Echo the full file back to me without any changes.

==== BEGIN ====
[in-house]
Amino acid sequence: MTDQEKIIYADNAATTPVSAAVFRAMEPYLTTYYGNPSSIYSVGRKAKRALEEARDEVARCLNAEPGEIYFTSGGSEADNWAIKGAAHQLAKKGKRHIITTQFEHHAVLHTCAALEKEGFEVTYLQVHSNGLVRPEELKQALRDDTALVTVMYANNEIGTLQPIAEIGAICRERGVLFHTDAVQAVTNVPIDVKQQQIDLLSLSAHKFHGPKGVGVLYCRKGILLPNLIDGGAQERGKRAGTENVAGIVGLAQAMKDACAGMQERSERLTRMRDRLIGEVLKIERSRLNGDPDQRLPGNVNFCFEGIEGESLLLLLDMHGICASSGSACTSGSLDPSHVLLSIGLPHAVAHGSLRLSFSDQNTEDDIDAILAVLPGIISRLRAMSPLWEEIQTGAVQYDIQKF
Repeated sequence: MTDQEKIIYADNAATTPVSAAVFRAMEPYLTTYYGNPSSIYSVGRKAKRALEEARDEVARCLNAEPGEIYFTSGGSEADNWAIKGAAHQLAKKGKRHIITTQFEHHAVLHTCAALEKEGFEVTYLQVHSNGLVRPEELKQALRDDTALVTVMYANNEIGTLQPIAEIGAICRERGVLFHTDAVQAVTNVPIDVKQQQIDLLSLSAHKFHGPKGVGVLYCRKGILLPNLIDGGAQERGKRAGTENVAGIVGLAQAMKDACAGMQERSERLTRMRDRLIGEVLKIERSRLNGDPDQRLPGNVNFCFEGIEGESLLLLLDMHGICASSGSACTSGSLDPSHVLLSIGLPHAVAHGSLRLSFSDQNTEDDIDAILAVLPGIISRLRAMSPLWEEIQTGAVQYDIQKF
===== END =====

[in-house]
Amino acid sequence: MTDQEKIIYADNAATTPVSAAVFRAMEPYLTTYYGNPSSIYSVGRKAKRALEEARDEVARCLNAEPGEIYFTSGGSEADNWAIKGAAHQLAKKGKRHIITTQFEHHAVLHTCAALEKEGFEVTYLQVHSNGLVRPEELKQALRDDTALVTVMYANNEIGTLQPIAEIGAICRERGVLFHTDAVQAVTNVPIDVKQQQIDLLSLSAHKFHGPKGVGVLYCRKGILLPNLIDGGAQERGKRAGTENVAGIVGLAQAMKDACAGMQERSERLTRMRDRLIGEVLKIERSRLNGDPDQRLPGNVNFCFEGIEGESLLLLLDMHGICASSGSACTSGSLDPSHVLLSIGLPHAVAHGSLRLSFSDQNTEDDIDAILAVLPGIISRLRAMSPLWEEIQTGAVQYDIQKF
Repeated sequence: MTDQEKIIYADNAATTPVSAAVFRAMEPYLTTYYGNPSSIYSVGRKAKRALEEARDEVARCLNAEPGEIYFTSGGSEADNWAIKGAAHQLAKKGKRHIITTQFEHHAVLHTCAALEKEGFEVTYLQVHSNGLVRPEELKQALRDDTALVTVMYANNEIGTLQPIAEIGAICRERGVLFHTDAVQAVTNVPIDVKQQQIDLLSLSAHKFHGPKGVGVLYCRKGILLPNLIDGGAQERGKRAGTENVAGIVGLAQAMKDACAGMQERSERLTRMRDRLIGEVLKIERSRLNGDPDQRLPGNVNFCFEGIEGESLLLLLDMHGICASSGSACTSGSLDPSHVLLSIGLPHAVAHGSLRLSFSDQNTEDDIDAILAVLPGIISRLRAMSPLWEEIQTGAVQYDIQKF